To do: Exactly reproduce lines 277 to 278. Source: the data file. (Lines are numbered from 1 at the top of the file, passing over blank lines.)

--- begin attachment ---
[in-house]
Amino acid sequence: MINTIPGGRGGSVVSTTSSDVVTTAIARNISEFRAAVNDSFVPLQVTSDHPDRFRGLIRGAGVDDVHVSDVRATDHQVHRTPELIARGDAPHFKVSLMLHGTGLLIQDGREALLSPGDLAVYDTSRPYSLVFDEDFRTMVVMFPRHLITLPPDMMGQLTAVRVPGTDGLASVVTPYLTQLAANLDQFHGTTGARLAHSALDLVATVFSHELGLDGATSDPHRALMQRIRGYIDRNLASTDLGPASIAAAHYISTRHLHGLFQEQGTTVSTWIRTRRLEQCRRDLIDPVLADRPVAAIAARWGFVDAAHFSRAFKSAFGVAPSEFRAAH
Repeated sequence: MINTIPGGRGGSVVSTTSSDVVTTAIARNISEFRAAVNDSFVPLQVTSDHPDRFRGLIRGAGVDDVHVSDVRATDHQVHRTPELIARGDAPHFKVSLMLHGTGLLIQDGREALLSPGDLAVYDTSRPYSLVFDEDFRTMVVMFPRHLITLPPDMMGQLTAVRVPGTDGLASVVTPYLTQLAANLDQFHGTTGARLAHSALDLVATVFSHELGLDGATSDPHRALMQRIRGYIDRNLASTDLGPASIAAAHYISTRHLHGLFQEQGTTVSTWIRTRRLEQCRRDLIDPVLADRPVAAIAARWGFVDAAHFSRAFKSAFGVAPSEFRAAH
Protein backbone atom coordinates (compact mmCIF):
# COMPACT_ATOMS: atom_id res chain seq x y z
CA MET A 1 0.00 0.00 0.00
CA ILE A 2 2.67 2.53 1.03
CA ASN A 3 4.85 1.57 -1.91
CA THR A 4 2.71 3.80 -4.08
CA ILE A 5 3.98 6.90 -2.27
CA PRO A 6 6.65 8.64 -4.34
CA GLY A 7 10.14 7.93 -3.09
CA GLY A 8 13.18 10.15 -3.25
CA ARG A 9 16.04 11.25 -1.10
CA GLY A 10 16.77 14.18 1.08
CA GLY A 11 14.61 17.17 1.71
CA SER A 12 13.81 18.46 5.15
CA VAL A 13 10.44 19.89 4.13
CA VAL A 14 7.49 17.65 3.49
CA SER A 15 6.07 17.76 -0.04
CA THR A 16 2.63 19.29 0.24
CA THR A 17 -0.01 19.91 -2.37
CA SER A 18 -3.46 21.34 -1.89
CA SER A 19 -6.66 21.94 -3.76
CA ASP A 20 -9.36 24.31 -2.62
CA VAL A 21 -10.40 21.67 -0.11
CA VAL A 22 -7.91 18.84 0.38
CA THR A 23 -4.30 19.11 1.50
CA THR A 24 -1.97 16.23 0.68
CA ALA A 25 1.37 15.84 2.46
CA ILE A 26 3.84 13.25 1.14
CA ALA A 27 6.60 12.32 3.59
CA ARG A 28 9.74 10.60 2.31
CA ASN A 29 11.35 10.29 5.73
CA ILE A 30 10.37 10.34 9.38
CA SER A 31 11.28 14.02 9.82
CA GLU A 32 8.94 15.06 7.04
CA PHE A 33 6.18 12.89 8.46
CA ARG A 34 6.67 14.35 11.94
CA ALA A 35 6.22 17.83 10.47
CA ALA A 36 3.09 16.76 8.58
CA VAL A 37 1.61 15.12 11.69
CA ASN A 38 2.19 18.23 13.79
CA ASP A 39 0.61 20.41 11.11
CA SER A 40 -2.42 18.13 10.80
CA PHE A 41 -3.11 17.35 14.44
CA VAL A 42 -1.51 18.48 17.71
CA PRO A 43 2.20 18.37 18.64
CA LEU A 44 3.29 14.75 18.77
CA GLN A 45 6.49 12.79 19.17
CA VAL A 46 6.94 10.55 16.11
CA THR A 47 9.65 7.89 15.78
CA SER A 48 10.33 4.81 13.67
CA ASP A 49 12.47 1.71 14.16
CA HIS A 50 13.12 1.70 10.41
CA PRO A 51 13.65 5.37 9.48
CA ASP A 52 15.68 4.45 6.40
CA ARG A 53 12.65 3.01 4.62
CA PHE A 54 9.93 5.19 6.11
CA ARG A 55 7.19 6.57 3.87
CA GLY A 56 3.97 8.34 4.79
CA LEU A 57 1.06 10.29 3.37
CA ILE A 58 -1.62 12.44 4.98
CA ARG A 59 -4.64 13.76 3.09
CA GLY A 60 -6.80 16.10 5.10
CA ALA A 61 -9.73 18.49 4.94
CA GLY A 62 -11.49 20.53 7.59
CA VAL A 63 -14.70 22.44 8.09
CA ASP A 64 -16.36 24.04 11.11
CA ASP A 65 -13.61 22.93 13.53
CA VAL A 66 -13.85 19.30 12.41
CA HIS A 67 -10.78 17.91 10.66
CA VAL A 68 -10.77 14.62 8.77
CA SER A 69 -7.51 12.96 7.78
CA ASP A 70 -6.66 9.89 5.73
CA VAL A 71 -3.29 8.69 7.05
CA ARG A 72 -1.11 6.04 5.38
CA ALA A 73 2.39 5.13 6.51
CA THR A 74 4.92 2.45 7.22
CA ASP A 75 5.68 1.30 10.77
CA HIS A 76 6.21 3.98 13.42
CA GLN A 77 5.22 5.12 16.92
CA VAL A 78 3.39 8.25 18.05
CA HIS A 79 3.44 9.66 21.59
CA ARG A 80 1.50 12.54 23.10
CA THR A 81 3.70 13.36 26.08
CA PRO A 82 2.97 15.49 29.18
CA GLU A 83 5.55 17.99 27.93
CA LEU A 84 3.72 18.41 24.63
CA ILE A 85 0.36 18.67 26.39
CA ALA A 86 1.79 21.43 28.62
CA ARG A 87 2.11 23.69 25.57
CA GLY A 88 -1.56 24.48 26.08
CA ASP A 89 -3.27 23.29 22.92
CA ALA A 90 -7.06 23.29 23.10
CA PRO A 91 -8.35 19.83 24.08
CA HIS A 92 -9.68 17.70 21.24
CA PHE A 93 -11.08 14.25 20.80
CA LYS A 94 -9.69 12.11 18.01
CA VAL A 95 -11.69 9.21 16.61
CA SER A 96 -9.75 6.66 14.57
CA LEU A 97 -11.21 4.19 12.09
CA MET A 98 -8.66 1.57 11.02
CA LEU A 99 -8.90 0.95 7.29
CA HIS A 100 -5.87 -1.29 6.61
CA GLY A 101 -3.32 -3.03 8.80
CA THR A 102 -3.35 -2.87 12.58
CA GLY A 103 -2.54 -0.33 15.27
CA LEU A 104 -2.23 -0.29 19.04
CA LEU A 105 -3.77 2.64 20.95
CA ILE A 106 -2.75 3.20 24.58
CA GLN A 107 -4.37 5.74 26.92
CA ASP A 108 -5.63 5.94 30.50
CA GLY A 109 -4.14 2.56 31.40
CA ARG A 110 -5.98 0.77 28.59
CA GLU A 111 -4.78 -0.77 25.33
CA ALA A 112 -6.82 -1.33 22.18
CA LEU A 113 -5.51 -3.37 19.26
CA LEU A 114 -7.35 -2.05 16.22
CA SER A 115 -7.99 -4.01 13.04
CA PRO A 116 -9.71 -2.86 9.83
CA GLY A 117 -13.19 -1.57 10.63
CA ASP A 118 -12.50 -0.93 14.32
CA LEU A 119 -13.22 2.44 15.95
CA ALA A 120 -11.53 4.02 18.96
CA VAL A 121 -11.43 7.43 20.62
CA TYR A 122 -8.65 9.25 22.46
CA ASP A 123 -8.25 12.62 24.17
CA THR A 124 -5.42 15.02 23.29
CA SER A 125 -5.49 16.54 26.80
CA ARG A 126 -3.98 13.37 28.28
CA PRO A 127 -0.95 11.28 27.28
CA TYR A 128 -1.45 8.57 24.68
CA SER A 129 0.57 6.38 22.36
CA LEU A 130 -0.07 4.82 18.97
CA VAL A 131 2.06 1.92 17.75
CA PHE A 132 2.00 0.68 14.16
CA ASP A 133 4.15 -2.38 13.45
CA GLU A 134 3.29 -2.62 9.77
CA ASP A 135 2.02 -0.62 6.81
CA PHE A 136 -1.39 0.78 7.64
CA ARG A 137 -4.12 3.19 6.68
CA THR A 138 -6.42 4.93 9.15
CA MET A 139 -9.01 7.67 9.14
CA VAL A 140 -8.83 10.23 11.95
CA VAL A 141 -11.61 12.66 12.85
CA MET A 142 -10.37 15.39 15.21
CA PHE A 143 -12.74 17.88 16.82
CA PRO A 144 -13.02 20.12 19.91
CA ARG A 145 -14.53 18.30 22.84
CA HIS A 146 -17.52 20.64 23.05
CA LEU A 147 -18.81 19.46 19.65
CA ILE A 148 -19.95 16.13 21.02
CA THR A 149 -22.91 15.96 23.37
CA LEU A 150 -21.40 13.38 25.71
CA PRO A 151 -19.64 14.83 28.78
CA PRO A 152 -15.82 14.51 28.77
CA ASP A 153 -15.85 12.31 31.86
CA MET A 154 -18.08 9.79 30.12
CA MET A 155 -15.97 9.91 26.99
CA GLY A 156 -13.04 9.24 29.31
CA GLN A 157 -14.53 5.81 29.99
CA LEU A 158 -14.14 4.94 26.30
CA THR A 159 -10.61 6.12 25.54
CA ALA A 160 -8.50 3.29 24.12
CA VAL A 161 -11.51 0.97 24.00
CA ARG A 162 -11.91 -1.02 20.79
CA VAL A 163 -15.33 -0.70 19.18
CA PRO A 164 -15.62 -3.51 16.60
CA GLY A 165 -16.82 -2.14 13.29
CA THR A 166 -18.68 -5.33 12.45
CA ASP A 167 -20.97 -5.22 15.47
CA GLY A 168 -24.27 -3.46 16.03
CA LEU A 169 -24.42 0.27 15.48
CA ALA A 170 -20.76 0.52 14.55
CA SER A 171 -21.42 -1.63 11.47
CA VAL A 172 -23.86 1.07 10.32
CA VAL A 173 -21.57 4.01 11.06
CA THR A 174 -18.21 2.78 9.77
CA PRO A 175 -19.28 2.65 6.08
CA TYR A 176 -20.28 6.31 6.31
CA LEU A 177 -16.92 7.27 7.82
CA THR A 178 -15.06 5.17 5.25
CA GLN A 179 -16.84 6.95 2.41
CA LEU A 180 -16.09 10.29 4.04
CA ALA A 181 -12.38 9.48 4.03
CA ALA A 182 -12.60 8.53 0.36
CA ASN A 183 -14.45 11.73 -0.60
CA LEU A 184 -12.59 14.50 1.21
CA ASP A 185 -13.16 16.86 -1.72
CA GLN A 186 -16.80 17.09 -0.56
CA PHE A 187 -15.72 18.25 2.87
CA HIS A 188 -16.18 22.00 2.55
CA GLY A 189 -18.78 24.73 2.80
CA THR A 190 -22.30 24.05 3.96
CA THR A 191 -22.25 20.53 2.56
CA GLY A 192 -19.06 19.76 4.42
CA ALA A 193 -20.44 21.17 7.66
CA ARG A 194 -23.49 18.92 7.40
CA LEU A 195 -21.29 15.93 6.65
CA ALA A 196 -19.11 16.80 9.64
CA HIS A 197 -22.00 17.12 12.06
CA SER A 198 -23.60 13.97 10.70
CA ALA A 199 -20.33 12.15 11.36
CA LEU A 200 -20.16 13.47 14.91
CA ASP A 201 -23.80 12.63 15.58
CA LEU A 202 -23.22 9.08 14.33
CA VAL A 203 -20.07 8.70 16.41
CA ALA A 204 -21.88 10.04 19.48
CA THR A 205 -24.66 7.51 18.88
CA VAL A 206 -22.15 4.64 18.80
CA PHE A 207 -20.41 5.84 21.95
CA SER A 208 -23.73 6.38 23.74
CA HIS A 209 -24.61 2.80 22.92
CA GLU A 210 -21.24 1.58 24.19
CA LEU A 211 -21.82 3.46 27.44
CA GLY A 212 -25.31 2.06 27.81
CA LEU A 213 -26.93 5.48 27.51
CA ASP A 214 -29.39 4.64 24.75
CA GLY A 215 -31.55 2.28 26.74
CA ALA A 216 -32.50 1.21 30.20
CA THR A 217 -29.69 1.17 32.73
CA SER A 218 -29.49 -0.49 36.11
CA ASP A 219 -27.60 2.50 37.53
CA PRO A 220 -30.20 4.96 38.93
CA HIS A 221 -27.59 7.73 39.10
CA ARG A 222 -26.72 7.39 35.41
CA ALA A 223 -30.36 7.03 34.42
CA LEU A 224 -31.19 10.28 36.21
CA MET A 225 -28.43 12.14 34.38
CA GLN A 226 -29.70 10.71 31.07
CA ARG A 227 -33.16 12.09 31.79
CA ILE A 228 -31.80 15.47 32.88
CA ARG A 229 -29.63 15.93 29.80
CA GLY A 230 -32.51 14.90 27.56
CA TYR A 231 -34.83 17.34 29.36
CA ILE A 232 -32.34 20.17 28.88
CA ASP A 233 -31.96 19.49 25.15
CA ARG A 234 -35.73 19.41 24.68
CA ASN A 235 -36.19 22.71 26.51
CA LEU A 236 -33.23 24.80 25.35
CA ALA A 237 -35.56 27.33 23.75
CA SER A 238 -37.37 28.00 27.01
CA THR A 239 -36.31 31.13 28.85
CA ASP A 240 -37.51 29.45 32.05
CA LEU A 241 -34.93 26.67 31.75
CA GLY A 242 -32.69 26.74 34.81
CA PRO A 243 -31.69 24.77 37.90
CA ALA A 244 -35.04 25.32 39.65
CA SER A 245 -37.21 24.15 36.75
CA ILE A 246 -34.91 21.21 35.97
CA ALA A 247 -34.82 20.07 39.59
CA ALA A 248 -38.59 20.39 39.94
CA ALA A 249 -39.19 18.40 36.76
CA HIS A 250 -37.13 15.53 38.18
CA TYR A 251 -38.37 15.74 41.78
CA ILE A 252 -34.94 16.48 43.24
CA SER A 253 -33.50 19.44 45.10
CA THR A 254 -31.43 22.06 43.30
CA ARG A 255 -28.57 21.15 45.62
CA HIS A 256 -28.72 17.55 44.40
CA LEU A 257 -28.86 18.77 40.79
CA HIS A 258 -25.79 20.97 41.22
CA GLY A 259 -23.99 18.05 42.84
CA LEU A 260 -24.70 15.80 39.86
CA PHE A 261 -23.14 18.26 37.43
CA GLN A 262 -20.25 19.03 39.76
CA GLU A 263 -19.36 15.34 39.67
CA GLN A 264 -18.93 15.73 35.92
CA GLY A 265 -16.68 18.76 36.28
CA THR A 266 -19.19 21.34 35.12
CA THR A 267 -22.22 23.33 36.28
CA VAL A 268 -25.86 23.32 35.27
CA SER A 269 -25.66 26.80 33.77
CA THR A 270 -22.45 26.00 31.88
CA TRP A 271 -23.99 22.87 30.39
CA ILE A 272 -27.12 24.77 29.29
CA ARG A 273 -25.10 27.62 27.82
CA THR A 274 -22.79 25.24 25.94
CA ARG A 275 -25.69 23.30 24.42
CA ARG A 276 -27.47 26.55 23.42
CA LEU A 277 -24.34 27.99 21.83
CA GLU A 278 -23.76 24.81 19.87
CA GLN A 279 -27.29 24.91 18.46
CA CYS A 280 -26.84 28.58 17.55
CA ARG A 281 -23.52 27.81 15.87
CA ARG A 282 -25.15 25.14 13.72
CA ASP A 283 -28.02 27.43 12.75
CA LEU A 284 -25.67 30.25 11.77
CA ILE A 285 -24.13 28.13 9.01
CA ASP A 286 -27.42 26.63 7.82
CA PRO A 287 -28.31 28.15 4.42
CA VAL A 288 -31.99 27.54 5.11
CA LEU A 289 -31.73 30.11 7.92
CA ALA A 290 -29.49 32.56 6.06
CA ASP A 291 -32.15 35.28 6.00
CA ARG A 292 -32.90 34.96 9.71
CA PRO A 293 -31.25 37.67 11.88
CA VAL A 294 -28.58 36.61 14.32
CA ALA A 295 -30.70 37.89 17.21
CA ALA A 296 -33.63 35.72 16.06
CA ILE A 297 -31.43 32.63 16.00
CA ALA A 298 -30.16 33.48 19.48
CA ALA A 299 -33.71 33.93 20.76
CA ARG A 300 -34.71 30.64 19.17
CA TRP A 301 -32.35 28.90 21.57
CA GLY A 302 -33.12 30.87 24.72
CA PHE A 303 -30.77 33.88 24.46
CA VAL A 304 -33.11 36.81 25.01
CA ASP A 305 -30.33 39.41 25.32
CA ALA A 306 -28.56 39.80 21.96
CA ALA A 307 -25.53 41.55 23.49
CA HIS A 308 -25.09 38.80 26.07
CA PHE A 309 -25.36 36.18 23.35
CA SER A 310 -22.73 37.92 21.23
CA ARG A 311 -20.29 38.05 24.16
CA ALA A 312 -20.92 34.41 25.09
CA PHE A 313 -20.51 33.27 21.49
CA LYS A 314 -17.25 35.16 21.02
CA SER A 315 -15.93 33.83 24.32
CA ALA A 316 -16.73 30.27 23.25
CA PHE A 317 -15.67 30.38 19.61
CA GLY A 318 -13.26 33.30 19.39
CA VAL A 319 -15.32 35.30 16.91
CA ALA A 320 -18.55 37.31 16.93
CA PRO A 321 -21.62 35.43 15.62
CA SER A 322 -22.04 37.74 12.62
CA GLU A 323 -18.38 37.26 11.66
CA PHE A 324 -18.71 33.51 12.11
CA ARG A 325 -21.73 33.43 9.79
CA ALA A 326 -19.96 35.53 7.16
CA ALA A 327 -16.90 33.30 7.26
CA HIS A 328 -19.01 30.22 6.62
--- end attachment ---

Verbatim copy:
CA ILE A 272 -27.12 24.77 29.29
CA ARG A 273 -25.10 27.62 27.82